In our series of interviews post-Nordisk Panorama Town Hall, doc commissioner Nyed unveils the Swedish regional film fund’s documentary strategy and vision.

Lisa Nyed has been Commissioning Editor for Sweden’s regional film fund Film i Skåne since 2015. Her budget for development and co-production of documentary films of all lengths is around SEK 3 million (€273,000) for 2022.

Among recent films backed by Film i Skåne are the award-winning Nelly & Nadine by Magnus Gertten (Auto Images), Daughters by Jenifer Malmqvist (WG Film), and Gabi, Between ages 8 and 13 by Engeli Broberg (House of Real Sweden).

What are the biggest challenges you are facing today, and concretely what are you doing to promote documentary filmmaking as an industry and an art form?
Lisa Nyed: As a regional film fund, Film i Skåne supports filmmakers and production companies in our region through the co-production of projects, consulting and talent development initiatives. We see a strong interest in documentary filmmaking, and some of the films' artistic and festival successes truly inspire new filmmakers. The red carpet factor is still vital for attention, and we do not make a difference between documentary/fiction. Several of our co-produced documentaries are supported in a regional premiere, with politicians invited, and we co-produce Nordisk Panorama in Malmö as an important festival and platform for strengthening the industry. Through the years, we have contributed to Malmö being seen as the capital of documentary film.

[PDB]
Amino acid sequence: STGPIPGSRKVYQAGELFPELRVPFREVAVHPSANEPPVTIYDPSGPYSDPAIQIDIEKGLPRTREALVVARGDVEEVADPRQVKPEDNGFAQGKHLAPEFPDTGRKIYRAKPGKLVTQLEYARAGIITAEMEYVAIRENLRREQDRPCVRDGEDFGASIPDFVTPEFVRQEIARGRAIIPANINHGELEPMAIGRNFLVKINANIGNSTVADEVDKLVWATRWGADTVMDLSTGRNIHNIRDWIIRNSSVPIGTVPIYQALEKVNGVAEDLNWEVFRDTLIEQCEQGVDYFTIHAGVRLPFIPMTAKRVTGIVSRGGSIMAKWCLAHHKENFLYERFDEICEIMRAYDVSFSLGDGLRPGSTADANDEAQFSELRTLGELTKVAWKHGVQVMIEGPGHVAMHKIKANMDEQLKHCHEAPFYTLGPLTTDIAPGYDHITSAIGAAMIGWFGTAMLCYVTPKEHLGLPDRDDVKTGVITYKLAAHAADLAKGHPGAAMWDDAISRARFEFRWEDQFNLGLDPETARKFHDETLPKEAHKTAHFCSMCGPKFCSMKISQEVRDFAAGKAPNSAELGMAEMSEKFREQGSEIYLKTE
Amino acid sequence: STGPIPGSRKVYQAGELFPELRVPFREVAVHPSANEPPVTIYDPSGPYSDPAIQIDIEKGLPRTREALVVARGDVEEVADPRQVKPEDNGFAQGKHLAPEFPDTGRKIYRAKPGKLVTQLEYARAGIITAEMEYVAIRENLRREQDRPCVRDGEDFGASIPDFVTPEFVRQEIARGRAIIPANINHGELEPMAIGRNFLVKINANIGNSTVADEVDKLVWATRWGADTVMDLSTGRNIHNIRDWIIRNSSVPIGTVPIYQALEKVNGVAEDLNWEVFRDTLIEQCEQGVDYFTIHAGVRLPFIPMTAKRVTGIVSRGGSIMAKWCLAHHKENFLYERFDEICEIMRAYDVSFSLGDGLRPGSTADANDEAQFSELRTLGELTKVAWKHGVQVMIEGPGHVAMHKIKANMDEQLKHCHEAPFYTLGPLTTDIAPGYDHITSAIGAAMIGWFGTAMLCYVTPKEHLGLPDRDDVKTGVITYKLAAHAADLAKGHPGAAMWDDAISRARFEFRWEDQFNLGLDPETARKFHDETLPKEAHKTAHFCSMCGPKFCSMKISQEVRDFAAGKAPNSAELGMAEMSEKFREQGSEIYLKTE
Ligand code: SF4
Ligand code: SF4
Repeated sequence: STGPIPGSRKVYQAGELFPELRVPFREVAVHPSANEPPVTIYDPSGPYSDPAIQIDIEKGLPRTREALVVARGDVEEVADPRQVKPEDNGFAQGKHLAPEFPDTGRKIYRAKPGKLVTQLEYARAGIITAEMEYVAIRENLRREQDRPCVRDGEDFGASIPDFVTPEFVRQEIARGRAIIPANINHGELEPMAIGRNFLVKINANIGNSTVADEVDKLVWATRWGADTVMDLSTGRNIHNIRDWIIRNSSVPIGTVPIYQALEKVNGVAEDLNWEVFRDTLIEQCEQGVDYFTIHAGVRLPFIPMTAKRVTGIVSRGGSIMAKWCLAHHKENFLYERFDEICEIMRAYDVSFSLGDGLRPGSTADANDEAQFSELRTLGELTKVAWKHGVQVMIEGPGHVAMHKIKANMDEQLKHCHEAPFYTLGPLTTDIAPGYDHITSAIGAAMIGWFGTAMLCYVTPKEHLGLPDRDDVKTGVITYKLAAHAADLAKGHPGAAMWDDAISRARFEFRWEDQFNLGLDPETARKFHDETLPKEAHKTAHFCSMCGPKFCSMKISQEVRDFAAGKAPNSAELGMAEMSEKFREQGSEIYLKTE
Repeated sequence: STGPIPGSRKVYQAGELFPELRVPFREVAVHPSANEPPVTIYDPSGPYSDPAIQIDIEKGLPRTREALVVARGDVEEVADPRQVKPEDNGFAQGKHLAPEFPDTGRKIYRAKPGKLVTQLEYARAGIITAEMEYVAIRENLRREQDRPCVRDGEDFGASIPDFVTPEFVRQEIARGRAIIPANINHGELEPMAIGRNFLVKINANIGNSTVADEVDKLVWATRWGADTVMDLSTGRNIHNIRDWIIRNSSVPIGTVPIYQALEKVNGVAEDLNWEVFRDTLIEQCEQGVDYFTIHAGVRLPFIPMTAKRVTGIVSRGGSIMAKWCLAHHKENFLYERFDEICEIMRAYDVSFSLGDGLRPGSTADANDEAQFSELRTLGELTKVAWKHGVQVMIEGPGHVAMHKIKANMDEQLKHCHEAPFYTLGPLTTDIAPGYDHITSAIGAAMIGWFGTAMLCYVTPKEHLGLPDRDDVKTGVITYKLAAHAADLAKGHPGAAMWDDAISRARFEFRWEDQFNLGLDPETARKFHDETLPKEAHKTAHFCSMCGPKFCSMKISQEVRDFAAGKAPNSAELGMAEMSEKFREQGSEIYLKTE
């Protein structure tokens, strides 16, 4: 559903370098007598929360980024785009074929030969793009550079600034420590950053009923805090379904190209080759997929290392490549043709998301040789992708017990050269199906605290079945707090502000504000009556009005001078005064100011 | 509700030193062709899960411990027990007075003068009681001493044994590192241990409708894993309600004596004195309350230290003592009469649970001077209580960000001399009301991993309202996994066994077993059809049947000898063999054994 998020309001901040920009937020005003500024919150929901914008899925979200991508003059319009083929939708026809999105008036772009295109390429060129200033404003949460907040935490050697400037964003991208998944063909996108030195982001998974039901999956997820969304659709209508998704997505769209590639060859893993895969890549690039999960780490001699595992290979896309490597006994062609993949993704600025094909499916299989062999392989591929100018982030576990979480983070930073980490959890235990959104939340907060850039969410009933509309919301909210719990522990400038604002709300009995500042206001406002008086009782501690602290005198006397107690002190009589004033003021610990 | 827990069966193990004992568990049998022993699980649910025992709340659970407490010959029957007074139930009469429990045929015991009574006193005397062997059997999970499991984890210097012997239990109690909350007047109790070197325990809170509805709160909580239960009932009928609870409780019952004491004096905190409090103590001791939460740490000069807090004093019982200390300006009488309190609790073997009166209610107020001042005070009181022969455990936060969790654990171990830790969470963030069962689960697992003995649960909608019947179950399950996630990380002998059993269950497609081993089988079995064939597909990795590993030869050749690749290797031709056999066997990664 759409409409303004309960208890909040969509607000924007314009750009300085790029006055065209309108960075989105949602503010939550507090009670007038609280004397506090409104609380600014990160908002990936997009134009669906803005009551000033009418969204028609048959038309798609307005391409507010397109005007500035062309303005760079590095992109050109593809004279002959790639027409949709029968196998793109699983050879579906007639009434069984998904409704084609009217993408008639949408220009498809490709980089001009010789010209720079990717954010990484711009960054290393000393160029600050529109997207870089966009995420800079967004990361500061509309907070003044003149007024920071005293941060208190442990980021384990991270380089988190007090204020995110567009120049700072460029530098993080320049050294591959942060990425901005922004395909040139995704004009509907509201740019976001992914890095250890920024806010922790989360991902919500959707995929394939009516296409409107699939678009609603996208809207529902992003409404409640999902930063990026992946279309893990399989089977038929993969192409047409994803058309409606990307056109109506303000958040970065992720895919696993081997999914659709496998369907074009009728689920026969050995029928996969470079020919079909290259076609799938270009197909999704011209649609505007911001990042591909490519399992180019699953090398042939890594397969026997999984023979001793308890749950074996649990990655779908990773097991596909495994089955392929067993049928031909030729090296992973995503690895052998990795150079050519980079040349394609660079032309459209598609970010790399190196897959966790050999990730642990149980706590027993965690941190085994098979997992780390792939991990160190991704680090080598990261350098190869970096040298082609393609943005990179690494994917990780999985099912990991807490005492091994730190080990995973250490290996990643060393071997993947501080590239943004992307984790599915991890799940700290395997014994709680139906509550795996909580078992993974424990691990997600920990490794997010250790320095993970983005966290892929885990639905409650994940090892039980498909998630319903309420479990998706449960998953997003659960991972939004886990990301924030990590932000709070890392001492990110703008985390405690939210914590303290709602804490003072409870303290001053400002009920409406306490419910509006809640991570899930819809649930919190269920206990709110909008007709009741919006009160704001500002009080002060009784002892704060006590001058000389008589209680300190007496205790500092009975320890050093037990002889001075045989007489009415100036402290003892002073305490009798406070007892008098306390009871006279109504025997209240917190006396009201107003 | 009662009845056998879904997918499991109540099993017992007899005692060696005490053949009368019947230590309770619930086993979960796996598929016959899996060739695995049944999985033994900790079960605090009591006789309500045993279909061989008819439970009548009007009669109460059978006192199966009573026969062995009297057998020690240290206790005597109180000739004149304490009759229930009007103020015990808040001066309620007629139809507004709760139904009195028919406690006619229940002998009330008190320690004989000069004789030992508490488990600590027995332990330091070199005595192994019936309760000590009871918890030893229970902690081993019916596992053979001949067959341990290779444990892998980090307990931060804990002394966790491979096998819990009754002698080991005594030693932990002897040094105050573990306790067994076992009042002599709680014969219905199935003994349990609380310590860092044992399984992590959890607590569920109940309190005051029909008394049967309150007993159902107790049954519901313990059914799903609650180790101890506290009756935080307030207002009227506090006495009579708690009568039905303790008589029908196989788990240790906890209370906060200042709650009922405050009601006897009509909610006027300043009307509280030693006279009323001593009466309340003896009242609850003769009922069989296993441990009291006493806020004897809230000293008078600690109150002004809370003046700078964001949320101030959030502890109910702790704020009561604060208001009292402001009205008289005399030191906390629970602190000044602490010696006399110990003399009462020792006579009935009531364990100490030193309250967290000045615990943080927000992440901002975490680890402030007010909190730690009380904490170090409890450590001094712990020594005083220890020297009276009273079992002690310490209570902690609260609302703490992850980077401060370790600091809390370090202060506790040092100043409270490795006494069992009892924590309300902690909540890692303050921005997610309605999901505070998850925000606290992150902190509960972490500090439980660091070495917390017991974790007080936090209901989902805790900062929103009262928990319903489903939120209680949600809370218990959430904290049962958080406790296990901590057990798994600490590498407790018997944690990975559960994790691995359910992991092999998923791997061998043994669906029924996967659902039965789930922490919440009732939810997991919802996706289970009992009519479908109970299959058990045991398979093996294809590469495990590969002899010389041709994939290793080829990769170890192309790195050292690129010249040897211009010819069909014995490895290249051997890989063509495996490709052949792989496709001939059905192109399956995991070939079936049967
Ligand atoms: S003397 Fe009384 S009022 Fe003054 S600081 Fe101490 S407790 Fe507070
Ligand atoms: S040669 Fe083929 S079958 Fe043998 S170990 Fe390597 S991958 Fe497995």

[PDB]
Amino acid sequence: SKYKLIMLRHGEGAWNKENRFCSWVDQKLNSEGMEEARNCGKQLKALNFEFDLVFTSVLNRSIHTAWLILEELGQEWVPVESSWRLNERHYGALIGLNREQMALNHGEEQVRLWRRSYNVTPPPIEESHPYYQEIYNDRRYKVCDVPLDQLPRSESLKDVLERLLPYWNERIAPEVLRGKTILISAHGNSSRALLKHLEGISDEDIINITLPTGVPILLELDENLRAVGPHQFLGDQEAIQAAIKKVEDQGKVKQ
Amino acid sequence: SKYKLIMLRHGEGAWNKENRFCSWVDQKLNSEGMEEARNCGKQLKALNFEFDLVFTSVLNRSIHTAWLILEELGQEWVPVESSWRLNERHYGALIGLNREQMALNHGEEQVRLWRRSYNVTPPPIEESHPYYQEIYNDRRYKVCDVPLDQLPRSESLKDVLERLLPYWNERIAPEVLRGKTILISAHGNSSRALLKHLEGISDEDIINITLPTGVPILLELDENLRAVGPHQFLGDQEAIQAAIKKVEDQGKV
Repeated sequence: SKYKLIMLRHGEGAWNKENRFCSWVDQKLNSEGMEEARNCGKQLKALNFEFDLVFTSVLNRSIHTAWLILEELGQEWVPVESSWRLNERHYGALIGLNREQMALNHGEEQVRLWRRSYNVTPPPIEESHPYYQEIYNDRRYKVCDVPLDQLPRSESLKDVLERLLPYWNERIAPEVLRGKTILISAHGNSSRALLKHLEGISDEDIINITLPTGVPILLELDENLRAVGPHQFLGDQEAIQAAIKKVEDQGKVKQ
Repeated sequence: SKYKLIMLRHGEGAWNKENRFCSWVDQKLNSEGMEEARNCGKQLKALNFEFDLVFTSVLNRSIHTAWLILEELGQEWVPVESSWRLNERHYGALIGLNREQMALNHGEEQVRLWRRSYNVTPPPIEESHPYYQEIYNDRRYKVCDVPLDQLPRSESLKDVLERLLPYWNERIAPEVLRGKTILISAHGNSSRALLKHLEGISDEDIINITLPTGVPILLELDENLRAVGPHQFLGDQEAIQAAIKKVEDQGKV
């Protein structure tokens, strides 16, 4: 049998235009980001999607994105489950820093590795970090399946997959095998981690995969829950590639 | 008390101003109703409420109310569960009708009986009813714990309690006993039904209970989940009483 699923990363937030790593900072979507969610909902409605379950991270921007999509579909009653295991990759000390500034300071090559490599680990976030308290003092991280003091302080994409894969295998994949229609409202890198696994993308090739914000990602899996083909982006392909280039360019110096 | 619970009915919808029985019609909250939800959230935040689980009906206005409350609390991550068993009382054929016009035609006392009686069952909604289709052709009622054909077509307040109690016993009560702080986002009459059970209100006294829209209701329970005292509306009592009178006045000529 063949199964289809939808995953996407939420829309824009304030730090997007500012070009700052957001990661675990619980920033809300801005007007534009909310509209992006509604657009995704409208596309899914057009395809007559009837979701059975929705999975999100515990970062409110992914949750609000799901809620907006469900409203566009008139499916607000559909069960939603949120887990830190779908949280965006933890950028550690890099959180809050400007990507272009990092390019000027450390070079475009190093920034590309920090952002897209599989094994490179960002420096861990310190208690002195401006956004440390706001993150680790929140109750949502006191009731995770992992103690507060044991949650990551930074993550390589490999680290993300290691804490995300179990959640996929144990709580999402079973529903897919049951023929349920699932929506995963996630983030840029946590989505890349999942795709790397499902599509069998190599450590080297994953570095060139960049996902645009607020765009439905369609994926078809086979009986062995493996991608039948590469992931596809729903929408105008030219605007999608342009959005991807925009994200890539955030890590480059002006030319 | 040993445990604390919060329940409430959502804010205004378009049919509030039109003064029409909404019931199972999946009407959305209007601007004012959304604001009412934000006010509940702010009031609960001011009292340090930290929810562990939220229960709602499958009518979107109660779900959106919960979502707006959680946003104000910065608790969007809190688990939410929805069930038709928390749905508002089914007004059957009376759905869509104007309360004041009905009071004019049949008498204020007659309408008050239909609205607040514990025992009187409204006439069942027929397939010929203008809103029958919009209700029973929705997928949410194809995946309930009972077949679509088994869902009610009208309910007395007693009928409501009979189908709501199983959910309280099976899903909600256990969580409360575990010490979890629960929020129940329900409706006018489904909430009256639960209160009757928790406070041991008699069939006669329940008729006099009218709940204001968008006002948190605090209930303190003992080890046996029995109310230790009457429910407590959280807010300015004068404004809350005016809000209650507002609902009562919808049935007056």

As documentary commissioning editor at Film i Skåne, I experience the severe challenge of underfunding in projects. Several funding sources coming together are needed to achieve economic sustainability, which is necessary to get talent and producers with experience to continue in documentary filmmaking. Strengthening networks and giving a strong sense of belonging is essential in an art form with long development periods and step-by-step funding. We encourage exploration, but that takes time.

After the pandemic, international co-production relationships often need to be rebuilt, but the eco-system of production and distribution of documentaries is challenged. At the same time, many projects in development during the pandemic now need to go into production at the same time. Therefore, coming together in a town hall to talk about our aims and what our field of the industry strongly contributes to is of great importance.

Engagement with a diverse audience-wherever they are is more important than ever. What are your recipes to be better in that field?
LN: As a fund, we need to consider project relevance for different audiences. We engage a lot in advising new producers and filmmakers, so a part of my work is also to listen and learn from many sources. I gain much knowledge from working in a region with creators with international networks and experiences, also outside of Europe.

I organise activities and sessions for Docu Regio, a network of regional film funds in Europe, within Cine Regio. Since last year, we have been looking into documentaries for young audiences in collaboration with KIDS Regio and learning a lot from M:Brane and their initiative Real Young with IDFA. The knowledge gathered will be used in lobbying for the importance of great documentaries for more age groups and is shared in panels and workshops.